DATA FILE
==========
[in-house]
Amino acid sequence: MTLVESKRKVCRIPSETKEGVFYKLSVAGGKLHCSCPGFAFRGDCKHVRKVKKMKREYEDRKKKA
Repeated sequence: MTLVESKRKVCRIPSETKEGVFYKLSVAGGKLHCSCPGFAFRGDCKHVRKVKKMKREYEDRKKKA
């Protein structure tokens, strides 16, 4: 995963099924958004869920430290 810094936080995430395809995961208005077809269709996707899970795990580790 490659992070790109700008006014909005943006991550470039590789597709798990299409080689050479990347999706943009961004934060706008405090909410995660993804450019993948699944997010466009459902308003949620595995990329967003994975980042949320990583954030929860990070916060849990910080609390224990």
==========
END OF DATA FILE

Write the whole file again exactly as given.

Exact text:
[in-house]
Amino acid sequence: MTLVESKRKVCRIPSETKEGVFYKLSVAGGKLHCSCPGFAFRGDCKHVRKVKKMKREYEDRKKKA
Repeated sequence: MTLVESKRKVCRIPSETKEGVFYKLSVAGGKLHCSCPGFAFRGDCKHVRKVKKMKREYEDRKKKA
């Protein structure tokens, strides 16, 4: 995963099924958004869920430290 810094936080995430395809995961208005077809269709996707899970795990580790 490659992070790109700008006014909005943006991550470039590789597709798990299409080689050479990347999706943009961004934060706008405090909410995660993804450019993948699944997010466009459902308003949620595995990329967003994975980042949320990583954030929860990070916060849990910080609390224990």